4time is scarce). One can have more apples only at the expense of,say, fewer grapes (you only have so much land on which to growfood—land is scarce). Adam Smith considered, for example, thetrade-off between time, or convenience, and money. He discussedhow a person could live near town, and pay more for rent of hishome, or live farther away and pay less, “paying the difference outof his convenience”. Economics as a subject came into being with the publicationof very popular book in 1776, “An Enquiry into the Nature andCauses of Wealth of Nations”, written by Prof. Adam Smith. At thattime it was called Political economy, which remained operational atleast up to the middle part of the 19th century. It is since then thatthe economists developed tools and principles using inductive anddeductive reasoning. In fact, the ‘Wealth of Nations’ is a landmarkin the history of economic thought that separated economics fromother social sciences. The word ‘Economics’ was derived from the Greek words‘Oikos’ (a house) and ‘Nemein’ (to manage), which meantmanaging a household, using the limited money or resources ahousehold has. Let us explain a few important definitions frequently referredto in the economic theory. In other words, economics is not ascience of wealth but a science of man primarily. It may be calledas the science which studies human welfare. Economics isconcerned with those activities, which relates to wealth not for itsown sake, but for the sake of human welfare that it promotes.According to Cannan, “The aim of political economy is theexplanation of the general causes on which the material welfare ofhuman beings depends.” Marshall in his book, “Principles ofEconomics”, published in 1890, describes economics as, “the studyof mankind in the ordinary business of life; it examines that part ofthe individual and social action which is most closely connectedwith the attainment and with the use of the material requisites ofwell being”. On examining the Marshall’s definition, we find that he hasput emphasis on the following four points:(a) Economics is not only the study of wealth but also the study ofhuman beings. Wealth is required for promoting human welfare.(b) Economics deals with ordinary men who are influenced by allnatural instincts such as love, affection and fellow feelings and notmerely motivated by the desire of acquiring maximum wealth for itsown sake. Wealth in itself is meaningless unless it is utilized forobtaining material things of life.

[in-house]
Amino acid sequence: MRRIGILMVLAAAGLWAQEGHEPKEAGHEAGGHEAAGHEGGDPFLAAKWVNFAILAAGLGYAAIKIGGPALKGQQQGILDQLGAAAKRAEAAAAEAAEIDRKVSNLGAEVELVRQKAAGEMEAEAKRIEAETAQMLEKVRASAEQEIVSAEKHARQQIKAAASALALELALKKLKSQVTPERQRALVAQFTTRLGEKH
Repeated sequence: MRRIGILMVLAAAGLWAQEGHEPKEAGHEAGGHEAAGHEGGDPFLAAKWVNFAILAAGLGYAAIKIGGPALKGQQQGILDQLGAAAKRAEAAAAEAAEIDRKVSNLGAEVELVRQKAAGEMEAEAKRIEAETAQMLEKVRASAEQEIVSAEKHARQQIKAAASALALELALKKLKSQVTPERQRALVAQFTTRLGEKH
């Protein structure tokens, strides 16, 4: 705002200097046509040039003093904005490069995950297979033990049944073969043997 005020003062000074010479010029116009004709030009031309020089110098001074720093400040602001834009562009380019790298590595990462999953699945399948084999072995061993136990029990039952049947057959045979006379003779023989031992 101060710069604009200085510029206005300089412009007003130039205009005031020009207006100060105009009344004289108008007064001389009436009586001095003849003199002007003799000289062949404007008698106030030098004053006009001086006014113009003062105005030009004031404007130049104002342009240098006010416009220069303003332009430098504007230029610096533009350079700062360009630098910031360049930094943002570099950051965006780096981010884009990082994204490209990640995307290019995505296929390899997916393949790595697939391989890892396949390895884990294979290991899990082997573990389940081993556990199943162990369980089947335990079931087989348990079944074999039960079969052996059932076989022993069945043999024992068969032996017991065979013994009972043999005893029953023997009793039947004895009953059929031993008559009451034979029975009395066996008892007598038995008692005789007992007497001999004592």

5(c) Economics is a social science. It does not study isolatedindividuals but all individuals living in a society. Its aim is tocontribute solutions to many social problems.(d) Economics only studies ‘material requisites of well being’. Thatis, it studies the causes of material gain or welfare. It ignores non-material aspects of human life. This definition has also been criticized on the ground that itonly confines its study to the material welfare. Non-material aspectsof human life are not taken into consideration. Further, as Robbinssaid the science of economics studies several activities, that hardlypromotes welfare. The activities of producing intoxicants, for instance, do notpromote welfare; but it is an economic activity.1.2 MEANING AND NATURE OF MICRO ECONOMICS Microeconomics (from Greek prefix micro- meaning "small"+ "economics") is a branch of economics that studies the behaviorof individual households and firms in making decisions on theallocation of limited resources. Typically, it applies to marketswhere goods or services are bought and sold. Microeconomicsexamines how these decisions and behaviors affect the supply anddemand for goods and services, which determines prices, and howprices, in turn, determine the quantity supplied and quantitydemanded of goods and services. This is in contrast to macroeconomics, which involves the"sum total of economic activity, dealing with the issuesof growth, inflation and unemployment." Microeconomics also dealswith the effects of national economic policies (such aschanging taxation levels) on the aforementioned aspects of theeconomy. Particularly in the wake of the Lucas critique, much ofmodern macroeconomic theory has been built upon microfoundations — i.e. based upon basic assumptions about micro-level behavior. One of the goals of microeconomics is to analyze market mechanisms that establish relative prices amongst goodsand services and allocation of limited resources amongst manyalternative uses. Microeconomics analyzes market failure, wheremarkets fail to produce efficient results, and describes thetheoretical conditions needed for perfect competition. Significantfields of study in microeconomics include general equilibrium,markets under asymmetric information, choice under uncertainty